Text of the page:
Impossible, you say? No. Quite possible—even probable—and in time for 2020, if not for 2016.

As Hertzberg says, it’s instructive that while all 50 states have an independent executive and for better or worse 49 states have also chosen to copy the bicameralism of Congress, none has copied the electoral college. And no other liberal democracy uses it either. This makes sense, since given modern democratic norms it’s utterly indefensible. It was premised on two key assumptions (nonpartisan elections and the need to substantially filter popular control over representatives) that are are not only anachronistic in 2014 but we so immediately untenable it’s very likely that a constitutional convention meeting in 1802 would have chosen popular vote to elect the president. The electoral college has many obviously terrible elements — the potential to elect a non-winner in the popular vote contrary to basic democratic principles, rendering major states like New York, California and Texas irrelevant to presidential elections — without any serious corresponding benefits. Nobody uses it anywhere else because there’s no case for keeping it other than pure inertia.

Unfortunately, this doesn’t necessarily mean that it’s going anywhere. Silver is probably right about this:

Here’s the problem: All the states to have joined so far are very blue. Until some purple states and red states sign on, the compact has little in the way of territory to conquer.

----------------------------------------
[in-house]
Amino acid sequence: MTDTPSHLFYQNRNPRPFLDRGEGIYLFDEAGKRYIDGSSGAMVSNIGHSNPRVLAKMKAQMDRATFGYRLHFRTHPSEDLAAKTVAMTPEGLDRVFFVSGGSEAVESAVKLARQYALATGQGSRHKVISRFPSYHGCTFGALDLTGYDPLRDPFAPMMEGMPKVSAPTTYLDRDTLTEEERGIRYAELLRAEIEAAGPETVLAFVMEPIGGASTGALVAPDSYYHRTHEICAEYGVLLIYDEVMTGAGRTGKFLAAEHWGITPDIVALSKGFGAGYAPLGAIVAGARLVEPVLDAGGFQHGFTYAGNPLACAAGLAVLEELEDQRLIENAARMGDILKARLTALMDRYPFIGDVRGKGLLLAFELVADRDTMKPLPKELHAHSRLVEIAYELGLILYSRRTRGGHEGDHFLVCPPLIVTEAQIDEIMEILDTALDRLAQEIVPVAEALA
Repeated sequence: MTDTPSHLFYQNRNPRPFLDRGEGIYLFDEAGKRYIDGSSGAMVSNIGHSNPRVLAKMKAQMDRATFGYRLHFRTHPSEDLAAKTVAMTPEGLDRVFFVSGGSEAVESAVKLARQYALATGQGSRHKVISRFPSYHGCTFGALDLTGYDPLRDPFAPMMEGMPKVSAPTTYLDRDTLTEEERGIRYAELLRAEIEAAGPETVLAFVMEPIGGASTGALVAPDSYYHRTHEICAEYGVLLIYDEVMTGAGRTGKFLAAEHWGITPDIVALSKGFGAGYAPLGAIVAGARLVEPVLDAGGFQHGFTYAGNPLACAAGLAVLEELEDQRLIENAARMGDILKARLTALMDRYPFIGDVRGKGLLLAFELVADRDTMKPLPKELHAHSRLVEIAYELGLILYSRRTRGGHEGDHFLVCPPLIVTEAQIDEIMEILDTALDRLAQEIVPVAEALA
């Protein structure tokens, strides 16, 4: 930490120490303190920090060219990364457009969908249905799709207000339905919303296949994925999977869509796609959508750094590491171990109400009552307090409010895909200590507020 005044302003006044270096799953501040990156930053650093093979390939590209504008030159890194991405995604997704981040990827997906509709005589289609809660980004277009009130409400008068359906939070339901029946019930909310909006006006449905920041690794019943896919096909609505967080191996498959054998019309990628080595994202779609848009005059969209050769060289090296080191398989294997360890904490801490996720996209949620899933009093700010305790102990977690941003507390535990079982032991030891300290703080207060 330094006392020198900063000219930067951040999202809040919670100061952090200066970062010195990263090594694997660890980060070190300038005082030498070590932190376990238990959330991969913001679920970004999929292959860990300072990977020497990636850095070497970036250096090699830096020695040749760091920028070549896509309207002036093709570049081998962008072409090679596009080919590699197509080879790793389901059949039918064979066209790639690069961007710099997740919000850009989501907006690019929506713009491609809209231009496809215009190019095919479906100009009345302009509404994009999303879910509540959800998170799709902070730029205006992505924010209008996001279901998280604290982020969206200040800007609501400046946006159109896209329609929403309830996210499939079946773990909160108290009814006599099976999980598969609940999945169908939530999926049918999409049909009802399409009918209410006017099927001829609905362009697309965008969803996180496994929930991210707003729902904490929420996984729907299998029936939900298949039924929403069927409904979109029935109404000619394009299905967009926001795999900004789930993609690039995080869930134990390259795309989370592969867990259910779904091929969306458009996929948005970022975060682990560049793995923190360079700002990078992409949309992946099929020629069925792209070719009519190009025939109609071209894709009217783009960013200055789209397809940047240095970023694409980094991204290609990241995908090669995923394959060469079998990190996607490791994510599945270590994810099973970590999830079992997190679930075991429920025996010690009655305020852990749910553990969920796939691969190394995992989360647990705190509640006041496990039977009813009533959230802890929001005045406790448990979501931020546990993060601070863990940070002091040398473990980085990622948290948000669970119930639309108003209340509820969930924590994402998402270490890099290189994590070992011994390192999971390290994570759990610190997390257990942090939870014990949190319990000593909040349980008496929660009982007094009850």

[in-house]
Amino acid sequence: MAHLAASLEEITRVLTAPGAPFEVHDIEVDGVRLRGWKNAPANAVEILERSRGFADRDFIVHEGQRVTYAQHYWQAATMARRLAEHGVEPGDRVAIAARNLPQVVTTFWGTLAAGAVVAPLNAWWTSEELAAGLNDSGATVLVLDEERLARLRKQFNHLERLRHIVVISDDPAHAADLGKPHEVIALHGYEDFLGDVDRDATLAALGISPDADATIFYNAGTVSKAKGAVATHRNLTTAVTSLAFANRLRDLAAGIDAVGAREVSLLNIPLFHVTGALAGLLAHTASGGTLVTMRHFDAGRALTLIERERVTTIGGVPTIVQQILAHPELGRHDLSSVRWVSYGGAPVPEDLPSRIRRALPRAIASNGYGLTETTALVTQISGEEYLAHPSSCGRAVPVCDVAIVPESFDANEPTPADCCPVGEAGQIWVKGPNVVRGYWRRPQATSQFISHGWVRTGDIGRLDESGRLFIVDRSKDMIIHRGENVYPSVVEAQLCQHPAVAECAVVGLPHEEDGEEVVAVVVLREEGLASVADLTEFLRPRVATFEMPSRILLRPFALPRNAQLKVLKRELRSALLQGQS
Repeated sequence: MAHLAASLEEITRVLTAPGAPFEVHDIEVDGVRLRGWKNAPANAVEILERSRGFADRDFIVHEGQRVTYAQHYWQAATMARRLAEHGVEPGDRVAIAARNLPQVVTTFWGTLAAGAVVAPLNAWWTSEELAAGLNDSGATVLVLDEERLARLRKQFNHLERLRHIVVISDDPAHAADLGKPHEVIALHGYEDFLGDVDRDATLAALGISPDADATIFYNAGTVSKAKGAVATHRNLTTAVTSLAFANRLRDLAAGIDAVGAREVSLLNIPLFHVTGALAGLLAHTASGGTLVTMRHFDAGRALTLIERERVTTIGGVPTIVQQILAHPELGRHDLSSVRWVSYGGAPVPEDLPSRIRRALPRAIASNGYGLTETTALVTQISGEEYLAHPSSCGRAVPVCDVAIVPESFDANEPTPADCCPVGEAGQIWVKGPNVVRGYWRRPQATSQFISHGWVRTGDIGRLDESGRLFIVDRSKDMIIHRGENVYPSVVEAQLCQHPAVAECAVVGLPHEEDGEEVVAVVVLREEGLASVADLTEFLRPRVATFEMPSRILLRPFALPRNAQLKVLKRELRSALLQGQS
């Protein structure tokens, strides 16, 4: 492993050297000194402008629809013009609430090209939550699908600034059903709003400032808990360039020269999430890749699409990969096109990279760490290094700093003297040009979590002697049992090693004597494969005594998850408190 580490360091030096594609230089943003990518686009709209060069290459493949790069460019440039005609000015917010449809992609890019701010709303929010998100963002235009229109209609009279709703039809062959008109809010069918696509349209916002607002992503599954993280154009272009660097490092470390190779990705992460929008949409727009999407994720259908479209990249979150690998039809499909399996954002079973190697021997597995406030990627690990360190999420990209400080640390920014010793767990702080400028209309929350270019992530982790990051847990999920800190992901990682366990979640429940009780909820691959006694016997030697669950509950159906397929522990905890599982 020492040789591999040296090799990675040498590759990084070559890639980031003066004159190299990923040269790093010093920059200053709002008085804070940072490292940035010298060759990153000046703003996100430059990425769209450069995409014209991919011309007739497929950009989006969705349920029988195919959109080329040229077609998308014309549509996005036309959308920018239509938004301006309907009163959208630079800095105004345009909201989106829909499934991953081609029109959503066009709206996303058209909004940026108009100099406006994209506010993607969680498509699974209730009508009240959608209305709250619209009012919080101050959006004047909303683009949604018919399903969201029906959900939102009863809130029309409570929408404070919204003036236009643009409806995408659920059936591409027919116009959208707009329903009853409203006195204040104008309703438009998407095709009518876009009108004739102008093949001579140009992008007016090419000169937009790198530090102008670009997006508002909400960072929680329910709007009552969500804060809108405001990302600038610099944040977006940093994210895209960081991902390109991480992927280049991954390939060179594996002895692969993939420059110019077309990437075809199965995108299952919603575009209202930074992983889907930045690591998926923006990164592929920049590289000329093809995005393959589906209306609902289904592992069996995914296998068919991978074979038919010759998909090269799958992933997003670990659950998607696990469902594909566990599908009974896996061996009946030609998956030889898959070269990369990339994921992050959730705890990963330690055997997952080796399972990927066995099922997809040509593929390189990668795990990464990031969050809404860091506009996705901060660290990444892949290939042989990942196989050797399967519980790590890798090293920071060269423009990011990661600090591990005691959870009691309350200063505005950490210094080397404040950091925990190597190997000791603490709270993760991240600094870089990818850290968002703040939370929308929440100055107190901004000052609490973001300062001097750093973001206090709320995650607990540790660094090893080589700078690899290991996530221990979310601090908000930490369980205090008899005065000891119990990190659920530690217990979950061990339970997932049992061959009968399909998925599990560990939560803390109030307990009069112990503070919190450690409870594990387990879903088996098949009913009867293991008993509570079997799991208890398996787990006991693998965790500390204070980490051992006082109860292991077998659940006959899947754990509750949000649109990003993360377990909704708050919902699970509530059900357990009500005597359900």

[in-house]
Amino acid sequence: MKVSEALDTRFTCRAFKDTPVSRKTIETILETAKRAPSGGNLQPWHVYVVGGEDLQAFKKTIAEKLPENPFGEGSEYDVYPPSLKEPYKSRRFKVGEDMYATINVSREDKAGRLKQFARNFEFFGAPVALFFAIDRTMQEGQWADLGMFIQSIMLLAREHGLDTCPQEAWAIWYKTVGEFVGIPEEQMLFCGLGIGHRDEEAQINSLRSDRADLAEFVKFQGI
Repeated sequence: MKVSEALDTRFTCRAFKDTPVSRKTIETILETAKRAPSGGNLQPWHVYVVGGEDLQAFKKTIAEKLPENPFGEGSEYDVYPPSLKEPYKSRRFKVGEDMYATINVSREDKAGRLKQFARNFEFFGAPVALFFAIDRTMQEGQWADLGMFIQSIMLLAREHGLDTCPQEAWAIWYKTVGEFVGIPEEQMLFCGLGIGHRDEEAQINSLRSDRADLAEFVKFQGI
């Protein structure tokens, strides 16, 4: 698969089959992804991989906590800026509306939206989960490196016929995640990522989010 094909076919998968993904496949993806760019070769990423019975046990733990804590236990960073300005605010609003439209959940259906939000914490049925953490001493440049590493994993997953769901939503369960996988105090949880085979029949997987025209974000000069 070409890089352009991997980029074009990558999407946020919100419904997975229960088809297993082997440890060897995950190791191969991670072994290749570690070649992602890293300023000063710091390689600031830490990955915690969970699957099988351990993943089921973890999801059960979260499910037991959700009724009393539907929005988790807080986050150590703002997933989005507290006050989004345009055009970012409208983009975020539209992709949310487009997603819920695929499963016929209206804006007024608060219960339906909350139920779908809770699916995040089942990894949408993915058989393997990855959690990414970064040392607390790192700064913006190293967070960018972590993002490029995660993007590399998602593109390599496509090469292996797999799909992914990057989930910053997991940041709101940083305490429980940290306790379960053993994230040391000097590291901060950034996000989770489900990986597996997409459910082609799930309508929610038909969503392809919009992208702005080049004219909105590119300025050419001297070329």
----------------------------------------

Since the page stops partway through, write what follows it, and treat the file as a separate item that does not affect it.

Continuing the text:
As the chart below indicates, the relationship between whether a state has joined the compact and how it voted in 2012 is nearly 1-to-1. The seven states where President Obama won by the widest margins, along with D.C., have joined. So have three others — New Jersey, Illinois and Washington — where Obama won by at least 15 percentage points. But none below that threshold have done so.

To succeed, NPV needs support from the elites of both parties, and as of now it doesn’t have it. While as Silver says it’s not obvious that having a presidential election system that actually meets contemporary democratic standards structurally benefits either party (unlike, say, D.C. statehood) Republicans right now seem to see the NPV as an attack on the legitimacy of the Bush presidency. Probably the only way to create bipartisan action to work around or abolish the electoral college would be if both parties get screwed by the EC in successive elections. 150,000 more votes for John Kerry in Ohio in 2004 and we might have been rid of the thing, but as of now we’re probably stuck with it for a while more.